Russia Will Miss the World Order Putin Upended

From a Wall Street Journal commentary by Alexander Baunov headlined “Russia Will Miss the World Order Putin Upended”:

Vladimir Putin is said to be challenging the world order, and he seems to be proud to do so. But Russia is hardly the only country dissatisfied with the world order. Take the U.S., supposedly the global hegemon. For more than 60 years, America has had to put up with an ideological enemy just over the water in Cuba. The U.S. is unable to force its own companies to return production to its shores from developing countries. Now it faces humiliation daily. Americans wake up every morning to news of Russian airstrikes against a country they and their allies support. U.S. leaders know from experience that forceful intervention can make things even worse.

In his fight to change the world order, Mr. Putin wasn’t afraid to destroy the existing one. Russia has staked everything on its size and might, banking on the prospect that attempts to exclude it from the world order will lead to that order’s collapse—or at least that the economic costs will force the West to adapt to Russian needs.

“They’ll come crawling back,” Russians say about sanctions and the exodus of Western brands, from Coca-Cola to Boeing. The source of this self-confidence is unclear. None of those companies, or the Western economy as a whole, rely on the Russian market for their success. Russia played no role in the postwar economic miracles of Japan, Spain, South Korea or West Germany. Without a presence in the Russian market the Asian tigers became tigers and Western Europe turned into a continent populated by the middle class. Even China achieved an economic boom, and not by supplying down jackets to the Russian market in the 1990s. There’s hope that the Russian replacement for McDonald’s will be able to reproduce the familiar flavors of the U.S. chain, but no prospect it will become a global company itself.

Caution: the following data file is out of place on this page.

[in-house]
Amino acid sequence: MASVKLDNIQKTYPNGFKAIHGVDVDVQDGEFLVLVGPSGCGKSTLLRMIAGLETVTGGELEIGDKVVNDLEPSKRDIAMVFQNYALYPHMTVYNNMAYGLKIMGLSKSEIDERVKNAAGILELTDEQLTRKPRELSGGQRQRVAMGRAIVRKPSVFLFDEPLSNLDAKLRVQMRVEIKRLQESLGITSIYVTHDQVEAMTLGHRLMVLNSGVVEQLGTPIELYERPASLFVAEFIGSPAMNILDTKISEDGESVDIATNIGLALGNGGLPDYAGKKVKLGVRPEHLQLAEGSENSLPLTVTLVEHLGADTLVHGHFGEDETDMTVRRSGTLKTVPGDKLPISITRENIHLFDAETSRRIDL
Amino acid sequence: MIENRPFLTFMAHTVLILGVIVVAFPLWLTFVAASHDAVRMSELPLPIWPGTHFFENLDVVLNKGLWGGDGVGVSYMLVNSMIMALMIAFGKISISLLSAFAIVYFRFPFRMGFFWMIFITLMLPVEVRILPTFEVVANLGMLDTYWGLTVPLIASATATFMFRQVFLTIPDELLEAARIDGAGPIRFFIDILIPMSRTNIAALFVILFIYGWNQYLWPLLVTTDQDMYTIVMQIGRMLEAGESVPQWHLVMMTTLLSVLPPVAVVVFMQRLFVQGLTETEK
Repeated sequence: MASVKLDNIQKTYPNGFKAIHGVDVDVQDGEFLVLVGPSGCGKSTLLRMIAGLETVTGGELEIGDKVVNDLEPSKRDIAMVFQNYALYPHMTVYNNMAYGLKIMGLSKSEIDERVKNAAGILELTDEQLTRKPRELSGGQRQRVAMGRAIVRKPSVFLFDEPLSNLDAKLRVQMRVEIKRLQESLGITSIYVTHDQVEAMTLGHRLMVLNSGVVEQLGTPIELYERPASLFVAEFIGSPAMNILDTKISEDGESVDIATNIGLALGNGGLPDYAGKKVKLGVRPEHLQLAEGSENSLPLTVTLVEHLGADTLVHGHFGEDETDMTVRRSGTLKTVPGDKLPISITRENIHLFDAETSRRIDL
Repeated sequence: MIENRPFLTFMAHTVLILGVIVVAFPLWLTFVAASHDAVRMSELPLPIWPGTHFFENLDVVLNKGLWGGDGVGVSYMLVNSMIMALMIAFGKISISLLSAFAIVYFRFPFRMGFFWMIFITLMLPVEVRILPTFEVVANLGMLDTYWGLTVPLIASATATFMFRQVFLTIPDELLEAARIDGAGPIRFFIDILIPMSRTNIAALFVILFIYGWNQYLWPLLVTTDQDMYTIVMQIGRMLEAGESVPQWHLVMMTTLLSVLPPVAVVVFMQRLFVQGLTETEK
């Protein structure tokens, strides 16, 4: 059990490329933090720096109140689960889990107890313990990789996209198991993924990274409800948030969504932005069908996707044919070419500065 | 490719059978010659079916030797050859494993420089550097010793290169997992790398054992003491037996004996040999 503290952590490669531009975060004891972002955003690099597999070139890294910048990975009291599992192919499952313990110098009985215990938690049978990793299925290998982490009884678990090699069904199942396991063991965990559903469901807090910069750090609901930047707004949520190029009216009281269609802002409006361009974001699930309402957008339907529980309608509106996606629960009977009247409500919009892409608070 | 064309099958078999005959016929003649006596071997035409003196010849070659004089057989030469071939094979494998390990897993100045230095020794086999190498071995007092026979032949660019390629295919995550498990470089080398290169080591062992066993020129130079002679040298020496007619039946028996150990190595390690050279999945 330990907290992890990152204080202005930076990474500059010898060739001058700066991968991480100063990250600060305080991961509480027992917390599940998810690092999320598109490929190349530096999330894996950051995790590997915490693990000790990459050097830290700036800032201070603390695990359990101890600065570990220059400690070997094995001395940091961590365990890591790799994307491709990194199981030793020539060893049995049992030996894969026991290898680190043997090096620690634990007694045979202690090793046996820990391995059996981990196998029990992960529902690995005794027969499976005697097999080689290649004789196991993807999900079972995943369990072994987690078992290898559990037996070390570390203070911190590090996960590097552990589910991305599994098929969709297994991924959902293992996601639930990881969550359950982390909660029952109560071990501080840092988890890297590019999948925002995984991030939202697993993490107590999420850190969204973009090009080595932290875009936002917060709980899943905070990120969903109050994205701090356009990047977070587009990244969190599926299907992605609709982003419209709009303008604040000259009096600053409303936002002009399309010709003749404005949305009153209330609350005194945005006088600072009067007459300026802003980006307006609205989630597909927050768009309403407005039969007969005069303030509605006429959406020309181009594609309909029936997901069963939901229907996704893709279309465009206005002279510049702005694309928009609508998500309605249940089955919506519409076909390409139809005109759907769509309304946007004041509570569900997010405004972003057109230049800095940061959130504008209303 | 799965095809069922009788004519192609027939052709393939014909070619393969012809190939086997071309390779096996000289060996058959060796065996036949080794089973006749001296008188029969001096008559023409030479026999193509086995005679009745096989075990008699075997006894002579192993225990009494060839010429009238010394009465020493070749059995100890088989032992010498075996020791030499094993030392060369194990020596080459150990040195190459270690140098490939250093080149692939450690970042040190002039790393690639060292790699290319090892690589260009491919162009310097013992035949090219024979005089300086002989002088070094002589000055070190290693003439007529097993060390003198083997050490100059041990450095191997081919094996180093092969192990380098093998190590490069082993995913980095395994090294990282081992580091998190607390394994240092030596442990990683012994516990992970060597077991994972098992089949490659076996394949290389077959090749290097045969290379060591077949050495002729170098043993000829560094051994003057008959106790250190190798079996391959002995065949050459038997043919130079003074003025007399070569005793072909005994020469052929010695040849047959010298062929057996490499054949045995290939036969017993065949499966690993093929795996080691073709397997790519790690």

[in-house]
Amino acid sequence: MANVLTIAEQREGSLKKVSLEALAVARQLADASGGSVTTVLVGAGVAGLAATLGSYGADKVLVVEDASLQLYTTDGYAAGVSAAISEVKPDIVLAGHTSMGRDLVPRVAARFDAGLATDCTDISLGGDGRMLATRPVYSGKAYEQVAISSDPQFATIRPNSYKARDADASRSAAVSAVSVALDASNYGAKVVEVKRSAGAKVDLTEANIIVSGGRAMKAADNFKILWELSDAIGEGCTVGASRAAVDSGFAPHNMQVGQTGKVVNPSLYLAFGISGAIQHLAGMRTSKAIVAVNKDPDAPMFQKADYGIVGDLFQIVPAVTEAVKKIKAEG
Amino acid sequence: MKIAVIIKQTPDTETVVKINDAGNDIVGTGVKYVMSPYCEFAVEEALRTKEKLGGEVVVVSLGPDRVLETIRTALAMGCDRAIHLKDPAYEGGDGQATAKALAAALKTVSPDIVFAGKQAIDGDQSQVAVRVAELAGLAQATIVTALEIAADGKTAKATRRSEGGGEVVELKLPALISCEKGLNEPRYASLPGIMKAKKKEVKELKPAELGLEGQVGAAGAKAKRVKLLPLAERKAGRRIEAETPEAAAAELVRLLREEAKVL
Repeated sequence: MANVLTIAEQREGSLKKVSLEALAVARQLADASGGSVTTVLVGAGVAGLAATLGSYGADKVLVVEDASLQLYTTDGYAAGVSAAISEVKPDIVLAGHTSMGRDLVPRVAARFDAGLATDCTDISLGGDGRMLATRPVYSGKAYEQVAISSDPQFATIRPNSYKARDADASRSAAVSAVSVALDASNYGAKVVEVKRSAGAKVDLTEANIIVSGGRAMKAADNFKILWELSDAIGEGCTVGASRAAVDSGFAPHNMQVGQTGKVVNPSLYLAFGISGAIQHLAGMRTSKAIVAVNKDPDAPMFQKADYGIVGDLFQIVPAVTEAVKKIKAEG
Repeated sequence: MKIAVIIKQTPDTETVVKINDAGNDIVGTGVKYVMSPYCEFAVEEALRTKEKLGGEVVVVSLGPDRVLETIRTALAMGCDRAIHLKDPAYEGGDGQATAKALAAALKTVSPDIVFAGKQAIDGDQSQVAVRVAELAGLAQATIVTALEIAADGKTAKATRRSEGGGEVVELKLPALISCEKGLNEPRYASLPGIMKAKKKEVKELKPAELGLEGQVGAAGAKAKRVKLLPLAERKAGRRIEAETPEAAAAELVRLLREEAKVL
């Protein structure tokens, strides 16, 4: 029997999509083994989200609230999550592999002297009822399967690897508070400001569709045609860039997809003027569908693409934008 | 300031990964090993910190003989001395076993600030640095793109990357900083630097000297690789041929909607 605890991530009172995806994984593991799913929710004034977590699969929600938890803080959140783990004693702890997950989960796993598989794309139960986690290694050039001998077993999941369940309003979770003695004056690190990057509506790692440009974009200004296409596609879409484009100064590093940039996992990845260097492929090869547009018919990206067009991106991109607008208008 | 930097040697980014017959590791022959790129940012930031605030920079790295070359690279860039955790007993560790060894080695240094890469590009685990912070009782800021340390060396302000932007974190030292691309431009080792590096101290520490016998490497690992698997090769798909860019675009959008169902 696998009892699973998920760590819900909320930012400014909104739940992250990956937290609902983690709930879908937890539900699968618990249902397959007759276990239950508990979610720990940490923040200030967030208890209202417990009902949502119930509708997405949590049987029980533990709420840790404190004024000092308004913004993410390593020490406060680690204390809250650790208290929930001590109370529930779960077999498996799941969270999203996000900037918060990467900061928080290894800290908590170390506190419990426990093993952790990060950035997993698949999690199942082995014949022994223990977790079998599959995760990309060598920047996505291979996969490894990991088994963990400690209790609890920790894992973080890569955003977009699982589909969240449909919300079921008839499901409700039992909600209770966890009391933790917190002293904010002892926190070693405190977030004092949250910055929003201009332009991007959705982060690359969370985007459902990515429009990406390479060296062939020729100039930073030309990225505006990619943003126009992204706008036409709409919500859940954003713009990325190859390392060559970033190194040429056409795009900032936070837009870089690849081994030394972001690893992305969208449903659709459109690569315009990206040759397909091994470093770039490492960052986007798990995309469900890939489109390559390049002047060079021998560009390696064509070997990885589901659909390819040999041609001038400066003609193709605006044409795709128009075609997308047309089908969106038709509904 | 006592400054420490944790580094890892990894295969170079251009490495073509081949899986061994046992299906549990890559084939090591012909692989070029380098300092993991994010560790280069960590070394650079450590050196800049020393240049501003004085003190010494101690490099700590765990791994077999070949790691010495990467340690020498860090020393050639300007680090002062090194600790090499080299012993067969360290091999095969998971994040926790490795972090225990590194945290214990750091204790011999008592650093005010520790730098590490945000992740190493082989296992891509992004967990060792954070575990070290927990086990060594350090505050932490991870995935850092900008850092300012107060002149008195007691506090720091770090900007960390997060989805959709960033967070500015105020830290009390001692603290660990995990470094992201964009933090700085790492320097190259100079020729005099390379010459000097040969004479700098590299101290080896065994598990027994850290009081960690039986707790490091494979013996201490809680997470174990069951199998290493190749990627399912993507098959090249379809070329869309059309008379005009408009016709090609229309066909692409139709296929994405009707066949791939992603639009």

The world has changed in many ways as a result of Russia’s invasion of Ukraine, but it’s hardly become more accommodating to Moscow’s ambitions. Finland and Sweden are set to join the North Atlantic Treaty Organization. The Nord Stream 2 pipeline, due to start transporting Russian gas any minute before the war, stands idle. The number of countries lifting visa requirements for Russian nationals had been growing every year; no more. The state-owned media company RT had some success on the global information market; now it is blocked throughout the European Union. Some Western officials had tacitly recognized Crimea’s de facto status as a Russian possession. Lithuania was a reliable transit hub for all goods entering the Russian exclave of Kaliningrad; now it is trying to limit the transit by interpreting EU sanctions as strictly as possible. Even sympathetic China has more leverage to buy Russian oil and gas with huge discounts.

By changing the world order, Russia has discovered that it wasn’t only a victim but a part of it—and even a beneficiary.

Alexander Baunov is a senior fellow at the Carnegie Endowment for International Peace.

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